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SAP is planning to release a new major flagship Data Warehouse application BW/4HANA on February 25. A recent webinar unveiled some of the innovations. In this article, Jan van Ansem highlights some of these changes and explains what they mean for customers.

Innovations planned for the first release of BW/4HANA 2.0

Building on BW/4HANA 1.0 improvements

Let’s start with some of the innovations which started in BW/4HANA 1.0 and are now further developed in 2.0. There are lots of features added to the BW/4HANA Web Administration Cockpit, covering tasks such as authorisation management, direct file, data tiering and master data maintenance.

The Eclipse modelling tools have been improved, specifically for workflow modelling, and the analytical engine will be able to push down even more operations (for example the handling of query conditions). The integration with native SQL is somewhat improved: ADSO’s will automatically generate a SQL View, presumably in addition to the option to generate a Calculation View.

The improvements are a natural progression of where we currently are in BW/4HANA 1.0. None of these would rush me into bringing an upgrade forward, but they are certainly nice to have. It is interesting to see that the BW/4HANA team is still further developing Eclipse capabilities. SAP have announced to discontinue HANA Studio, and with project Blueberry in mind (BW/4HANA as a Service) I thought we would see more functions migrating to a web application. Not yet, it seems.

Innovations in BW/4HANA 2.0

If data protection is a challenge for you in Data Warehousing, then you will be pleased to see that BW/4HANA 2.0 comes with two innovations which will potentially help you alleviate the pain. The first innovation is the introduction of a Data Protection Workbench. This enables you to audit where and how personal identifiable information is used. There is also a workbench function to delete data records on demand when required to do so. I believe these features are not a true innovation but rather the mainstreaming of what was rather an obscure function in BW: LOPD logging. This functionality was built to comply with the Spanish Data Protection Law. (LOPD stands for Ley Orgánica de Protección de Datos de Carácter Personal). If you are really interested in the legacy functions then check note 933441. I expect the new Data Protection Workbench is a further incarnation of this, and hopefully richer in functionality, more user-friendly and better documented.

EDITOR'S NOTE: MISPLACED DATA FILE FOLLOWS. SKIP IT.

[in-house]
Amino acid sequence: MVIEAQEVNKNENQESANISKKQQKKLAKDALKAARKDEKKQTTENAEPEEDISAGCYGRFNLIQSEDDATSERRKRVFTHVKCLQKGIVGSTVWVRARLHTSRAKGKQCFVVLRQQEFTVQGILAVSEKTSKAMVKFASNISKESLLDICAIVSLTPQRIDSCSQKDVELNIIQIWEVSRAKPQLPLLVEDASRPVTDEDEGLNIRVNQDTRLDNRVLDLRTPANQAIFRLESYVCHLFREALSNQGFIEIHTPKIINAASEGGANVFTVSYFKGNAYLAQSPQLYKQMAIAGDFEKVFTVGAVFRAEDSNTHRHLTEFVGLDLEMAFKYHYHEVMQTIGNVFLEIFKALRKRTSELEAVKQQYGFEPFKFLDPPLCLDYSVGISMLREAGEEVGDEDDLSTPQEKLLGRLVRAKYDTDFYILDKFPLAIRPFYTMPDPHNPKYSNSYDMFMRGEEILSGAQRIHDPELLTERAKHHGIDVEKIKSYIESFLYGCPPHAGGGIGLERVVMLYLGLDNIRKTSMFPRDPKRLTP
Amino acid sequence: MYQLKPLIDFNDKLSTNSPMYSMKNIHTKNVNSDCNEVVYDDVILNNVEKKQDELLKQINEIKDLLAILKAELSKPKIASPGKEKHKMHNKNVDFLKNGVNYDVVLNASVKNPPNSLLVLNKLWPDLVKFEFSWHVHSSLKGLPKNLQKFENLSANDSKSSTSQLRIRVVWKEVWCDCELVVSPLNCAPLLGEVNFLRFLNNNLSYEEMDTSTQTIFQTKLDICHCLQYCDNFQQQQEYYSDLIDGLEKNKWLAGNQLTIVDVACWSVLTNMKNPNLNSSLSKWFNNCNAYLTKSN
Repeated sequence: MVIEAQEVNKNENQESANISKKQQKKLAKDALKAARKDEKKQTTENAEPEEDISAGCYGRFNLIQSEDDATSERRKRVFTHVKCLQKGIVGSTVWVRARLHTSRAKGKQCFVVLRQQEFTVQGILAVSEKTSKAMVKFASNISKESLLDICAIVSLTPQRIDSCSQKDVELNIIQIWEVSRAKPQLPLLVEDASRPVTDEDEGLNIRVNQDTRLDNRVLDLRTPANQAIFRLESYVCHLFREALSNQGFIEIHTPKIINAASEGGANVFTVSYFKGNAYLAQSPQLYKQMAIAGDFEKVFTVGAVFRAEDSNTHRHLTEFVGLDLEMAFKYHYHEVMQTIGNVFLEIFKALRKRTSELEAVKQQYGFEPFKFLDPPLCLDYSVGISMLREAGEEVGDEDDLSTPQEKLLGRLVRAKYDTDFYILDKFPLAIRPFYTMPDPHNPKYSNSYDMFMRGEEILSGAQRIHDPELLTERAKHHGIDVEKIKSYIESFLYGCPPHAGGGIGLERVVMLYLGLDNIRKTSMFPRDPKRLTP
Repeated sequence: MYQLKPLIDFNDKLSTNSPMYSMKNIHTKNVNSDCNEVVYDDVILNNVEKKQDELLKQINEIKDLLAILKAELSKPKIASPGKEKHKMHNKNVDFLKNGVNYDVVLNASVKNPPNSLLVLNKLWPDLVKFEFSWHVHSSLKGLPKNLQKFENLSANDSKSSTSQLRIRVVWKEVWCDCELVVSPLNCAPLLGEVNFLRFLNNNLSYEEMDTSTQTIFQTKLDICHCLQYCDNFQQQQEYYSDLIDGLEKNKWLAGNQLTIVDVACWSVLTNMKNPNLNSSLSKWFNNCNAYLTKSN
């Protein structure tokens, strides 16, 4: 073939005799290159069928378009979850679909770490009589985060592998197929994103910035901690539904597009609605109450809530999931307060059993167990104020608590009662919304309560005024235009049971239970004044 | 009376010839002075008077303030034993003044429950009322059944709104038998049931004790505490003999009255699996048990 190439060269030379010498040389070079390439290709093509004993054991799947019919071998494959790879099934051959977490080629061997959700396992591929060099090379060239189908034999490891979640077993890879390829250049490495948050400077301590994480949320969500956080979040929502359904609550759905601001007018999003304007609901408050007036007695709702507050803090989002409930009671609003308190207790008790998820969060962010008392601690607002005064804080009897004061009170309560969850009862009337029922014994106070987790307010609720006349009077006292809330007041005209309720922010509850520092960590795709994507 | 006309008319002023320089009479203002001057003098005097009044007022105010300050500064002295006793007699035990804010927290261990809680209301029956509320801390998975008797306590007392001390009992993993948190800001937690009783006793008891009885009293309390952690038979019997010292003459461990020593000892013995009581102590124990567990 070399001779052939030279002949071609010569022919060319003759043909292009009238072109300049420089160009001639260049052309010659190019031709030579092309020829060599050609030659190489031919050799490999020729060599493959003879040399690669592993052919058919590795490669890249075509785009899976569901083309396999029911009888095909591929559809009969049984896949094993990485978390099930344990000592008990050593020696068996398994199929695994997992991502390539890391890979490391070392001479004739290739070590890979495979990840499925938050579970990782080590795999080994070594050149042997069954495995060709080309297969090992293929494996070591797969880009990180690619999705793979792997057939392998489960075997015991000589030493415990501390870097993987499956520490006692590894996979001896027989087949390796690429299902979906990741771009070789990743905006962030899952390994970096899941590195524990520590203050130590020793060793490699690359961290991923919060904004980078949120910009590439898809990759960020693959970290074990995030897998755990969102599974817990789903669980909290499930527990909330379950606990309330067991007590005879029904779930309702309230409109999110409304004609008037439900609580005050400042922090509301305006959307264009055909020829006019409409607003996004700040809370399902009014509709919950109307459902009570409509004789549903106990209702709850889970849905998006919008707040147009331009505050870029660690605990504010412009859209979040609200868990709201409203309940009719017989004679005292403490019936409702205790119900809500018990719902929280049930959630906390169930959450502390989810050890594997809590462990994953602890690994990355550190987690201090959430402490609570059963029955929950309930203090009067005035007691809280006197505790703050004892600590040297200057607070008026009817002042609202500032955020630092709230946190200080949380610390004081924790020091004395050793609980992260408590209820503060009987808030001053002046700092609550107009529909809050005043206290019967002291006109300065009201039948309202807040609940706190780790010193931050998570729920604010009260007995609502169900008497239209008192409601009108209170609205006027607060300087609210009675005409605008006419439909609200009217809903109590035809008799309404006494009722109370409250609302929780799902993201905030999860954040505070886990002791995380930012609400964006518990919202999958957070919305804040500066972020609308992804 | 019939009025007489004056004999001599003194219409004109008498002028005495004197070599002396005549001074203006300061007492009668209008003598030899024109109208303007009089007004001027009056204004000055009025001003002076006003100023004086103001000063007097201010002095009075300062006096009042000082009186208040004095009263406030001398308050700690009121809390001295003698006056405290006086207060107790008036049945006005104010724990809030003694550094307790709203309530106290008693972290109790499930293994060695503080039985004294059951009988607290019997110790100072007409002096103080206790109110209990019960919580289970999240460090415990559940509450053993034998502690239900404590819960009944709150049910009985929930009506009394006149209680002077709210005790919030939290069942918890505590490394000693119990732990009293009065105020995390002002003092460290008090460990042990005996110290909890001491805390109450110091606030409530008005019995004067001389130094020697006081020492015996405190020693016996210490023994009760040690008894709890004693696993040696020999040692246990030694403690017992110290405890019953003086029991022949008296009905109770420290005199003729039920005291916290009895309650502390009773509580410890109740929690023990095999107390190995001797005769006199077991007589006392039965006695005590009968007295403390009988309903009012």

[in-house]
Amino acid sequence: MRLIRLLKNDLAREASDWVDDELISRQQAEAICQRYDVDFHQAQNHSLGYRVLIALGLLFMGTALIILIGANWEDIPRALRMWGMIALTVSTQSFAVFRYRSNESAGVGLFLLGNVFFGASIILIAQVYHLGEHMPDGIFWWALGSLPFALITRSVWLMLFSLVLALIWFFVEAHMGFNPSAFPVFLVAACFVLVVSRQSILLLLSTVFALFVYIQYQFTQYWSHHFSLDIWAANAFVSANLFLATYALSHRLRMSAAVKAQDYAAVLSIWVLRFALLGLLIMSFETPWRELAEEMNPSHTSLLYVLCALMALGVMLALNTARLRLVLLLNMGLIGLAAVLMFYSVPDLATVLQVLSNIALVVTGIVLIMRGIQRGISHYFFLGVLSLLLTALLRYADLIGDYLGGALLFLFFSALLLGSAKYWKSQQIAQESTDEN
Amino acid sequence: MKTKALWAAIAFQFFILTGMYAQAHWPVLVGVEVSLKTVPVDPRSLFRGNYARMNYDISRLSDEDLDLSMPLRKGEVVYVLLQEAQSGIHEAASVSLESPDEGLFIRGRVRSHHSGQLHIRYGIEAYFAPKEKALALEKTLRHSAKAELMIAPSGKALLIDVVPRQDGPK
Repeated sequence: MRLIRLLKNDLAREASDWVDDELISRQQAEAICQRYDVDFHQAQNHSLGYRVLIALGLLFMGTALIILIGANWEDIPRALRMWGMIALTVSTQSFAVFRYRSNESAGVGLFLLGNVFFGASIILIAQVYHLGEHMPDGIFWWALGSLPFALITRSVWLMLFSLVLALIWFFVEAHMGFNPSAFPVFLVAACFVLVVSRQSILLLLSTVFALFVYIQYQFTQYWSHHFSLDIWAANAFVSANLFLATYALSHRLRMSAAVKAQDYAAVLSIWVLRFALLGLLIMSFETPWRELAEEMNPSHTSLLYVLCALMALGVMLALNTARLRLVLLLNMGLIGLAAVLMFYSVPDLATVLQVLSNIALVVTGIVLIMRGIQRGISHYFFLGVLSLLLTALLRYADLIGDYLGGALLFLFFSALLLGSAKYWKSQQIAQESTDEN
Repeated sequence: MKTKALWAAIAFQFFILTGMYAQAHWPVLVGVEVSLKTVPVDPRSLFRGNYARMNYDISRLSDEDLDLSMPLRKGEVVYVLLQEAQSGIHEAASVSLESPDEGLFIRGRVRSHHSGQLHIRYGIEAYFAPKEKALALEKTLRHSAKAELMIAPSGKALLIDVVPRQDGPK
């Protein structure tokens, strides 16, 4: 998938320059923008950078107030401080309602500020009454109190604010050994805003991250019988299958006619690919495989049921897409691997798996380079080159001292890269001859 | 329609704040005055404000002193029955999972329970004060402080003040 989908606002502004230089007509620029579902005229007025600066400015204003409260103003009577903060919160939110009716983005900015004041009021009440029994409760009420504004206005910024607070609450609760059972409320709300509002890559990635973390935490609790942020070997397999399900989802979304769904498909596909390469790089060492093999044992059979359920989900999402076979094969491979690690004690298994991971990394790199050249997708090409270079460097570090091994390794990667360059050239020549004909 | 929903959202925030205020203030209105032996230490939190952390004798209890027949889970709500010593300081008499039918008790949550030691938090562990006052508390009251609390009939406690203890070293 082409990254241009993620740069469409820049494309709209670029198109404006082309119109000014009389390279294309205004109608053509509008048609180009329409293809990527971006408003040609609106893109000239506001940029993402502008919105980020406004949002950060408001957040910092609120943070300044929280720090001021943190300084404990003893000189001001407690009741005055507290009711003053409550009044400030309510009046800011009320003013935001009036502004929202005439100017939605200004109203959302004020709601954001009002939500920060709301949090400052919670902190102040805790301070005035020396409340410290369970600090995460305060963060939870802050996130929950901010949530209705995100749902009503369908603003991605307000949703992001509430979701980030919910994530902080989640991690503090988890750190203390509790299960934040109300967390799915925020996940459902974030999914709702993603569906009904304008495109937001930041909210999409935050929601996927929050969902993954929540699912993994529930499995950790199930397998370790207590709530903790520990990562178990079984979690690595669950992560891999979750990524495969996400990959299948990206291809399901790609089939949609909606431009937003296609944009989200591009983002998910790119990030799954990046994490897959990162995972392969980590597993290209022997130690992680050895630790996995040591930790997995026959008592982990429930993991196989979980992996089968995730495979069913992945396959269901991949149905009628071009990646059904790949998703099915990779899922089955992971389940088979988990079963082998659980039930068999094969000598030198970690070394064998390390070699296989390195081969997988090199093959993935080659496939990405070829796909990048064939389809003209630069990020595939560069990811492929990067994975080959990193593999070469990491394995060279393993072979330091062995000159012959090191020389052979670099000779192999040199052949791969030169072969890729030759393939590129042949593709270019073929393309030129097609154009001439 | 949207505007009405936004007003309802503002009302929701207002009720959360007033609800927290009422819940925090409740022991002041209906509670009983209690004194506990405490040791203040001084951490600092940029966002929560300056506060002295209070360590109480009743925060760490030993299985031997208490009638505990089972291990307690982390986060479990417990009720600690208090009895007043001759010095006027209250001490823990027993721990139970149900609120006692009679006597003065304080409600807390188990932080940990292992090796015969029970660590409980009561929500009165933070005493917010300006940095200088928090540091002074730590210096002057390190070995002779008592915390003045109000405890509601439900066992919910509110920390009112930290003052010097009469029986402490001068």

The second innovation to keep in mind when planning your data protection strategy is the integration with HDI (HANA Deployment Infrastructure). Within HDI you can use calculation views with embedded data anonymisation algorithms. Until BW/4HANA 2.0 it was not possible to consume these HDI artefacts directly in the Data Warehouse application. Now you can, and this opens up a lot of opportunities, of which data anonymisation is one. If you are interested in anonymising functions in calculation views then this blog from Andrea Kristen is good starting point.

The next thing to mention is the welcoming back of a feature that had disappeared in BW/4HANA 1.0: Integration with SAP Data Services. A lot of customers were surprised to see that this widely used Extract, Transform and Load (ETL) tool could not directly interface with BW/4HANA 1.0. This has now been rectified. Not only that: I expect the interface will be much improved as well. The old ‘hooks’ for interfacing are no longer in place in BW4/HANA (InfoPackages and PSA tables) so my expectation is that the new interface will automatically generate some HANA tables as a staging area. This will be much better performant and much easier to build and maintain. In addition to an SAP Data Services interface there is now also an interface for SAP Cloud Platform Integration (CPI). If you are using 3rd party ETL tool then it is still bad news I’m afraid. You will need to interface at SAP HANA level and then integrate the tables in BW/4HANA. This is technically not different from what I expect the SAP Data Services interface will look like, but it does mean you are moving outside the scope of the BW/4HANA application, so you will need a different license for that.